Stupid people say “It takes money to make money!” This is actually an excuse poor people and spiritually poor people make for not trying to launch their own business.
Smart people are always trying to make money by using as little money as possible. In fact, ROI or ROC is a measure of how much money the business makes versus how much was invested. It’s the gold standard for business valuation as far as I’m concerned. All other measures are proxies for these.
If you are looking to start a business start it with as little money as possible. Again, stupid people are thinking I’m advising you to be “under-capitalized.” I’m not. Start the business with as little as possible, paring down the offering to match the meager funding you are willing to risk.
Risk your cash. You don’t need a small business loan. You don’t need an investor. Figure out how much you have, how much you can risk. Figure out what business offering you can fund with your small resources and start there. Do not buy new equipment to compete with established players. Buy their used equipment and compete against them with stuff you paid dimes on dollars for.
Go in under equipped. You are starting out. You don’t get to have it all. In fact, not having it all is the competitive advantage for the new business. This is why margins are always higher for smaller operators. They skimp. They are lean. Don’t give this advantage away.
Don’t borrow money. One of the most important things about money that no one understands is that quantity has a quality all of its own. The larger the quantity of money, the more skill you need to handle it. If you did I not earn the money and accumulate it on your own, you almost certainly will not have the skills necessary to keep it and grow it. Charlie Munger, robber baron, says “If you don’t borrow money, you can’t go broke.” He’s right. Another secret is, “if you don’t need to borrow money, you probably wouldn’t go broke if you did.” Don’t get greedy. Don’t borrow the d*****ble money. Start where you are. Learn when the sums are small. Grow the sums on your own. Be careful. Go slow. Slow is plenty fast.
After we’ve learned some lessons and gotten some customers, sometimes we have to borrow a little. I repeat, AFTER we have some clients. AFTER we rented equipment to finish our first few jobs. AFTER we have proven we can make it. After we know what the pricing should be. After we know what the costs are. After we know what a good customer and a bad customer looks like. When you get to this point, borrow through conventional channels. Automobile and equipment dealers provide financing. Borrow money with specific equipment as the collateral. A truck loan. A loan on THAT machine tool. You’ll have to sign a personal guarantee. This is far preferable to dealing with the c********rs at the SBA. The SBA is a waste of time and has a horrible success rate with the small businesses they “support.” Go look it up. Most SBA businesses fail.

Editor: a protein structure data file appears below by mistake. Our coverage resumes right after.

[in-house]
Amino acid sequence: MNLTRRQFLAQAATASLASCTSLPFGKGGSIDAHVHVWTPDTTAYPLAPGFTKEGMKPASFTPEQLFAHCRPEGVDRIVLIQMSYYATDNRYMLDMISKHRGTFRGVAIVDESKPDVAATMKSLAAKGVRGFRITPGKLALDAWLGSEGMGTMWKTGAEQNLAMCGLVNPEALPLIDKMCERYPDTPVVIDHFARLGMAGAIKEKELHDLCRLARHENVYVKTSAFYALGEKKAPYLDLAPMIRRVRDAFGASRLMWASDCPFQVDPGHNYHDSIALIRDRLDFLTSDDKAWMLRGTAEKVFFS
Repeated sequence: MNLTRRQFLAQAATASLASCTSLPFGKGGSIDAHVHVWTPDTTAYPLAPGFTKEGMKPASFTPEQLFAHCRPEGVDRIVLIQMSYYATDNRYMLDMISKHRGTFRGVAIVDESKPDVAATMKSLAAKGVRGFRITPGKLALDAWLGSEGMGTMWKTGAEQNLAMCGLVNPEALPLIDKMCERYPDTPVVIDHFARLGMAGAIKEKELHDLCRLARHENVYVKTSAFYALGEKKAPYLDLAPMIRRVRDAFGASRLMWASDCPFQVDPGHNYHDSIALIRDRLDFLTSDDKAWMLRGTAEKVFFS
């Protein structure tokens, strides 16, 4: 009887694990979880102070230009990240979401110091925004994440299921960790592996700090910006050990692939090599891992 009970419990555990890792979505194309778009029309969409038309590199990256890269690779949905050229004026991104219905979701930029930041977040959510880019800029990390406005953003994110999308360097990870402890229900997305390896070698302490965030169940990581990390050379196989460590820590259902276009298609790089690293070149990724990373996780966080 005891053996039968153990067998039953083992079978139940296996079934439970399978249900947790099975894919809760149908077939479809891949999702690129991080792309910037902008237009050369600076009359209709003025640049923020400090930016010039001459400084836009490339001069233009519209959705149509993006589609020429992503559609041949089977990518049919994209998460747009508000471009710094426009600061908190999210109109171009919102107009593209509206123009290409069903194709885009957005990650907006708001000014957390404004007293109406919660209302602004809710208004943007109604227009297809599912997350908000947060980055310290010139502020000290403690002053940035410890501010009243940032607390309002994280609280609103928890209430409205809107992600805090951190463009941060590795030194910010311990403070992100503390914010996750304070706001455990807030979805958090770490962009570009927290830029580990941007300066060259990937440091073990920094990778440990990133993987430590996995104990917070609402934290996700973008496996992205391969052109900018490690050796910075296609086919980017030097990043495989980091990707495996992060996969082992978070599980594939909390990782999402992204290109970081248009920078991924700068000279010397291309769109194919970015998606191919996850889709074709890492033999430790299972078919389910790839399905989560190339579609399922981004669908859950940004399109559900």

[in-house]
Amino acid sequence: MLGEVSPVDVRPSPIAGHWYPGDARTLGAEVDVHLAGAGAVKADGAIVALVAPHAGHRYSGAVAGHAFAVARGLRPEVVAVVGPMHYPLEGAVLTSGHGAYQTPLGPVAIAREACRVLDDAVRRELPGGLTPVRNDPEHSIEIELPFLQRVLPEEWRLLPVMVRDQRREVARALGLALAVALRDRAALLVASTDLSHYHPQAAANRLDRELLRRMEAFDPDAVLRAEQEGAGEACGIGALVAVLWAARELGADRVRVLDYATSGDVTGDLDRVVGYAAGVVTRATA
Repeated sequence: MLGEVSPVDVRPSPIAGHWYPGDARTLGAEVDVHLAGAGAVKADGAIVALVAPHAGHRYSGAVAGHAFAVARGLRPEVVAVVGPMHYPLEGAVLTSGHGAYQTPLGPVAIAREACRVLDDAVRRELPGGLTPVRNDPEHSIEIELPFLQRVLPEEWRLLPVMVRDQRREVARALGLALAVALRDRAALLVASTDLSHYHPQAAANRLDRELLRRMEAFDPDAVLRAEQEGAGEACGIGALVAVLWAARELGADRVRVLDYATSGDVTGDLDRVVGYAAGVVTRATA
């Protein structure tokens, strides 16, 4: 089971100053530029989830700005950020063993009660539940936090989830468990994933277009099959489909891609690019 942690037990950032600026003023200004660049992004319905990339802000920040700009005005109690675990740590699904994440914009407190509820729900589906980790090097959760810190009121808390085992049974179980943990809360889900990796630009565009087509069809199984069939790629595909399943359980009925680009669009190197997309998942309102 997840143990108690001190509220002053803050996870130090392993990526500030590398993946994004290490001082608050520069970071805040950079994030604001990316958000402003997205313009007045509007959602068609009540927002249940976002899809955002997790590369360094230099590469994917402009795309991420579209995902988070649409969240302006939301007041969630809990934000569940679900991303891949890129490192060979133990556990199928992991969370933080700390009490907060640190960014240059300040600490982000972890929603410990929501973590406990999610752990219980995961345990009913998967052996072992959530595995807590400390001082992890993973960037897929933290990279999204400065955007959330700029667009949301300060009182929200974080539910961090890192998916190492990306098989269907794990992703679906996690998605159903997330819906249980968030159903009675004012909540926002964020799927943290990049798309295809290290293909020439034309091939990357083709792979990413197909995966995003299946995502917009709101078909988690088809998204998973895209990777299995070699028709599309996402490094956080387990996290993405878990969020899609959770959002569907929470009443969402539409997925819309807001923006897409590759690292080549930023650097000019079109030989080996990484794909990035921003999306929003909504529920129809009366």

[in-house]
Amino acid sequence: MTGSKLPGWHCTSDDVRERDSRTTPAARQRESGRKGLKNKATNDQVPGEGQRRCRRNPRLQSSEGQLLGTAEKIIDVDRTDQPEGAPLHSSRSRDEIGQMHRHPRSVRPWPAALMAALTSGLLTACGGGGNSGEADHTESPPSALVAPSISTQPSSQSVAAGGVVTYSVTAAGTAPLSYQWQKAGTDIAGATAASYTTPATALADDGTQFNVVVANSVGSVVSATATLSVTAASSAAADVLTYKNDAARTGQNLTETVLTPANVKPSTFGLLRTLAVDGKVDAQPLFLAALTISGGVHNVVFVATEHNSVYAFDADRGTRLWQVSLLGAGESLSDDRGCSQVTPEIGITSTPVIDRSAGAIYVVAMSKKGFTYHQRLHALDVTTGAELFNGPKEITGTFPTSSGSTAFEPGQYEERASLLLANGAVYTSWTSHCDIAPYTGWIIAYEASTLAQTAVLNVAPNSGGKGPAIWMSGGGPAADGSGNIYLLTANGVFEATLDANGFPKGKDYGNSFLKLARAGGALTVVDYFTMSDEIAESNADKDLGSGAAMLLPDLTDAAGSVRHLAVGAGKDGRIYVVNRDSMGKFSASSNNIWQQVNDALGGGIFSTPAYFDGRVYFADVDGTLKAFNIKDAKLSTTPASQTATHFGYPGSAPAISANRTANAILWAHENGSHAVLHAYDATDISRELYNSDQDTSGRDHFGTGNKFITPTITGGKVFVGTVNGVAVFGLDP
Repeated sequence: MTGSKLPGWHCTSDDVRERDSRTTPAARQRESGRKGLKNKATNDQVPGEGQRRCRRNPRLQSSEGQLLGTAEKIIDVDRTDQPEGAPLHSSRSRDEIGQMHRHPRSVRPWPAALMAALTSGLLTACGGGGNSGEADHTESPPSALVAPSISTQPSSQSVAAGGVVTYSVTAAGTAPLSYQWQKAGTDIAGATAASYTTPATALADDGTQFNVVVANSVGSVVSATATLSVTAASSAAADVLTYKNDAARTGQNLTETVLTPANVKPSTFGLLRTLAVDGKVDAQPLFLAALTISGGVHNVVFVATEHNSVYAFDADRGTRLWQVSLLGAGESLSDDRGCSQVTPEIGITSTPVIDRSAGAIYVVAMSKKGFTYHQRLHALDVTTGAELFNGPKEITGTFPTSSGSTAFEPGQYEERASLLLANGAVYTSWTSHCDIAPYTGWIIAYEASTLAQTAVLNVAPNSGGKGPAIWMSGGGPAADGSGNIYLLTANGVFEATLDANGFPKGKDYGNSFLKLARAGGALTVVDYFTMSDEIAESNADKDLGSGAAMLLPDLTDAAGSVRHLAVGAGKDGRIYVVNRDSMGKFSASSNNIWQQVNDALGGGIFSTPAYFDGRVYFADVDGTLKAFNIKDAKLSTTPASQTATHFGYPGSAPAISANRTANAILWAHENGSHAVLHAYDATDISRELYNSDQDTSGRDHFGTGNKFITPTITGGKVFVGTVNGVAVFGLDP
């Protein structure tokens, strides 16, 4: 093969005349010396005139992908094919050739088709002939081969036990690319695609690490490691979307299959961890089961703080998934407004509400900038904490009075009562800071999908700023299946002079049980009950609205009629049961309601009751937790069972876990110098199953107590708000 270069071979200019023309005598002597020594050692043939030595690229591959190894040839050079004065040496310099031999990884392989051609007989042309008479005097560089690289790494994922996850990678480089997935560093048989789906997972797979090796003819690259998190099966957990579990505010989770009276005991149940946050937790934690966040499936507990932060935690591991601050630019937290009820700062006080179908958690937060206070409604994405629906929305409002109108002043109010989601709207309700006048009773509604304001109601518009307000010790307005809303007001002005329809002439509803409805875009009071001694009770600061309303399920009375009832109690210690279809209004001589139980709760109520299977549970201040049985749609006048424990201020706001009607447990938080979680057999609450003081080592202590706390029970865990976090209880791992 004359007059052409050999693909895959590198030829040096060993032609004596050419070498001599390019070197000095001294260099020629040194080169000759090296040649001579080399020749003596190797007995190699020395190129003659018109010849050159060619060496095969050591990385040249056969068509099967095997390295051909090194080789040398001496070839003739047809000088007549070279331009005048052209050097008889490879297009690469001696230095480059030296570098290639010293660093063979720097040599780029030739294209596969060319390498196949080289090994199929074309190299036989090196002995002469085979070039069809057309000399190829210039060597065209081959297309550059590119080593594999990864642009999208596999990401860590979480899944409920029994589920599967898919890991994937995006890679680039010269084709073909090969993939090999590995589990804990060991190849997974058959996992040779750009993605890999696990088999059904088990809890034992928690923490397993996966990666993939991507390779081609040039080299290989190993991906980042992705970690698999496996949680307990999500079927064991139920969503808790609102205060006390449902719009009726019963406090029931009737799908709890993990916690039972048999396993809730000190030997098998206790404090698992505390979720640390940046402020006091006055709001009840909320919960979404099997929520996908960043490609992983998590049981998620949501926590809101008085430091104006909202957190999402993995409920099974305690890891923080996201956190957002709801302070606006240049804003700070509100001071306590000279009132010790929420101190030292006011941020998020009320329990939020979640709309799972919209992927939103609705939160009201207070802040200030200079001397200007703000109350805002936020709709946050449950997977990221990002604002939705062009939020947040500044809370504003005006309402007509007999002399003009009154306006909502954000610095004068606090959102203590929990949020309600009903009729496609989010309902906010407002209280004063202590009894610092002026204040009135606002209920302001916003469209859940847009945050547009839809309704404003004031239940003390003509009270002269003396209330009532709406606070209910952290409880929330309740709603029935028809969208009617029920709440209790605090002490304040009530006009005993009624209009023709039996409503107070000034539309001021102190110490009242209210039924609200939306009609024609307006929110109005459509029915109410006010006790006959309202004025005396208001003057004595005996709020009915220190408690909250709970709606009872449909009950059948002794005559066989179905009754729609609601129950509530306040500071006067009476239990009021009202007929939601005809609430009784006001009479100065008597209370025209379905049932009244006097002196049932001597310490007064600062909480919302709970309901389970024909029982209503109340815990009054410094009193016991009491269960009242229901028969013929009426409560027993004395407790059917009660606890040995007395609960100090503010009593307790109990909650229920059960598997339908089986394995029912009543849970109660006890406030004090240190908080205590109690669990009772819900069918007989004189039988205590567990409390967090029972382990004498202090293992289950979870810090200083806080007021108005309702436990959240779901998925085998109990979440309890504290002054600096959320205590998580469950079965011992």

Which brings me to the next bit. In order to avoid going to the SBA or investor tit, DON’T GET IN DEBT AT HOME. If you have a mortgage (which is probably necessary in current year), a truck loan, a car loan, a loan on your lawn tractor, credit card debt, student loan debt, etc., you have put yourself in a position to be a wage slave forever. You don’t have enough available credit to buy a big ticket item your business may need at some point.
If you drive old cars, scrimp and save, buy a used tractor, etc., and it’s time to borrow $80k on a used excavator, you’ll be able to do it at low rates on your signature guarantee. If you are levered to the gills like the Jones’ you’ll just have to keep that job so you can meet all your installments.
If you are in big debt and HAVE to keep that job, when they want you to take the eleventieth booster, (which will be necessary because the first teentieth boosters destroyed everyone’s immune systems and now everyone is sick constantly) you’ll have to either be homeless or take one more booster, just one more. There’s no escape for you.
Debt means slavery, in more ways than one.